Shortly after posting a call for guest bloggers, I received an article proposal from someone I'll call Betty. I thought Betty's proposal for a topic was great, so I checked out her site.
“Hmmm…” thinks I when I saw the site. “This has a very familiar look and feel”.
“Hmmm…” I thought again as I saw Betty's list of blog categories in the first navigation bar along the right side of the page. OK, so it's not unusual for category names to be similar across same-topic sites. For instance, almost every Internet dating blog is going to have relatively generic categories named Dating Tips and Internet Dating.
However, one not-so-generic category name that Betty's blog shared with mine struck me as way beyond coincidental.
Sure enough, when I searched the wording on Google, my site showed up second in the natural listings (after a site that included the phrase within the body text of an article) and Betty's showed up in 9th place for the same term.
“Hmmm… I best investigate a little more” I concluded and wouldn't you know it… smack dab in the middle of her newsletter signup form there was a graphic image that I created.
I responded to Betty and explained that because NPT guest bloggers link out to their own sites, I couldn't possibly link out to hers what with there being STOLEN CONTENT on her site. (OK, I didn't say STOLEN CONTENT in my response to her… and although she didn't respond to my email, she has changed her site considerably since then — so, message obviously received.)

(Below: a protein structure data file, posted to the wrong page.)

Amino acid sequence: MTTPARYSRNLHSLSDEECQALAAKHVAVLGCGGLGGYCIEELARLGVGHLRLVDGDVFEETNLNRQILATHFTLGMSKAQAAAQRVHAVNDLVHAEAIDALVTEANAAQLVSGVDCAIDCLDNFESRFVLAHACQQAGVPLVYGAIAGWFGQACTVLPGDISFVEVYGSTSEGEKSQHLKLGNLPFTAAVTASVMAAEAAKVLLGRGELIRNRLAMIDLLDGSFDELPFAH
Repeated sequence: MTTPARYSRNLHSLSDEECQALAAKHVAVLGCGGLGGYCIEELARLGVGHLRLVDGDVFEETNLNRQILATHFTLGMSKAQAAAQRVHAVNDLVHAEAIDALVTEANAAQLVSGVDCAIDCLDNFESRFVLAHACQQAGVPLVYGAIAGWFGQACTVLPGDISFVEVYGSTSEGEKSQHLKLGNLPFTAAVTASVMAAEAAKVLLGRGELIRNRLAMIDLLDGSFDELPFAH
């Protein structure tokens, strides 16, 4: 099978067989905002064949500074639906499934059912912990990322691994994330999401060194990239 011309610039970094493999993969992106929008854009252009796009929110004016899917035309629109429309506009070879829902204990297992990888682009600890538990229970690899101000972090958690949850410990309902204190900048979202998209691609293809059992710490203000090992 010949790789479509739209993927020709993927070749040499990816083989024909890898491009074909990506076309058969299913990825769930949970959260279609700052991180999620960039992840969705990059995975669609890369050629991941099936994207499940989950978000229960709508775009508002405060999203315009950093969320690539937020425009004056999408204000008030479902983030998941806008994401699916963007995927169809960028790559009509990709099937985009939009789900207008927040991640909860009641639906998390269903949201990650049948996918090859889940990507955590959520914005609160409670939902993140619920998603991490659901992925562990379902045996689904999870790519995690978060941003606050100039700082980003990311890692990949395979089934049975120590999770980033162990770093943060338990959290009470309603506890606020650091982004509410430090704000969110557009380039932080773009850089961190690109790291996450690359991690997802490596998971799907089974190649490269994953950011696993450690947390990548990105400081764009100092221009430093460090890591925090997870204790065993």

Folks, copyright infringement is a serious matter and many webmasters and companies aren't quite as forgiving when they find their work displayed without approval on other sites. You could easily get slapped with a fine or lawsuit and, if the aggrieved party is angry enough, they could easily run a campaign that damages your reputation to the extent that it's not worth promoting your site anymore.
Using someone else's work without their permission or purchasing the rights is just not worth the risk.
So, as far as graphic images go, I …
- Make my own graphics using Paint Shop Pro – available through Corel and which is considerably less expensive than PhotoShop.
- Use photo images taken with my Sony digital camera .
- Use images of products supplied by merchants (eBags example here on RosalindGardner.com).
- Buy graphics from stock agencies like iStock, BigStock, Crestock or PhotoDune on the Evato Market.
In summary, there are so many good options available for getting graphic images on the cheap, that there is no need to ever risk your online business reputation – or your chances of becoming a guest blogger for me. 🙂